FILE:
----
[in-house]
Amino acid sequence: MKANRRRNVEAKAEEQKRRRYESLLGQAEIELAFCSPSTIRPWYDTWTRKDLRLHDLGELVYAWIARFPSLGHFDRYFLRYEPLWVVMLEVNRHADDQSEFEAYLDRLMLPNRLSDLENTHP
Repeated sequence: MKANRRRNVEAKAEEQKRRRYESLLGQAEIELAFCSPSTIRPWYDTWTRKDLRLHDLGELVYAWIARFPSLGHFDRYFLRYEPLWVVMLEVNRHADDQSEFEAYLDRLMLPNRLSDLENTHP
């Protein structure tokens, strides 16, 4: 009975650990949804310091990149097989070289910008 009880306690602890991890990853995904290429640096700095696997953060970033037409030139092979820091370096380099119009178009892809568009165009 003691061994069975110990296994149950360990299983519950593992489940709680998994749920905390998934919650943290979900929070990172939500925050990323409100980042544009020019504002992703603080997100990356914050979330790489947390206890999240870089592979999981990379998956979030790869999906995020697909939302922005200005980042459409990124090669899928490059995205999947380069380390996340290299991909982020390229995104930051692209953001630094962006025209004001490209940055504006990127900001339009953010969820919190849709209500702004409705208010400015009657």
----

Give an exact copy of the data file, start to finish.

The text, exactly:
[in-house]
Amino acid sequence: MKANRRRNVEAKAEEQKRRRYESLLGQAEIELAFCSPSTIRPWYDTWTRKDLRLHDLGELVYAWIARFPSLGHFDRYFLRYEPLWVVMLEVNRHADDQSEFEAYLDRLMLPNRLSDLENTHP
Repeated sequence: MKANRRRNVEAKAEEQKRRRYESLLGQAEIELAFCSPSTIRPWYDTWTRKDLRLHDLGELVYAWIARFPSLGHFDRYFLRYEPLWVVMLEVNRHADDQSEFEAYLDRLMLPNRLSDLENTHP
């Protein structure tokens, strides 16, 4: 009975650990949804310091990149097989070289910008 009880306690602890991890990853995904290429640096700095696997953060970033037409030139092979820091370096380099119009178009892809568009165009 003691061994069975110990296994149950360990299983519950593992489940709680998994749920905390998934919650943290979900929070990172939500925050990323409100980042544009020019504002992703603080997100990356914050979330790489947390206890999240870089592979999981990379998956979030790869999906995020697909939302922005200005980042459409990124090669899928490059995205999947380069380390996340290299991909982020390229995104930051692209953001630094962006025209004001490209940055504006990127900001339009953010969820919190849709209500702004409705208010400015009657």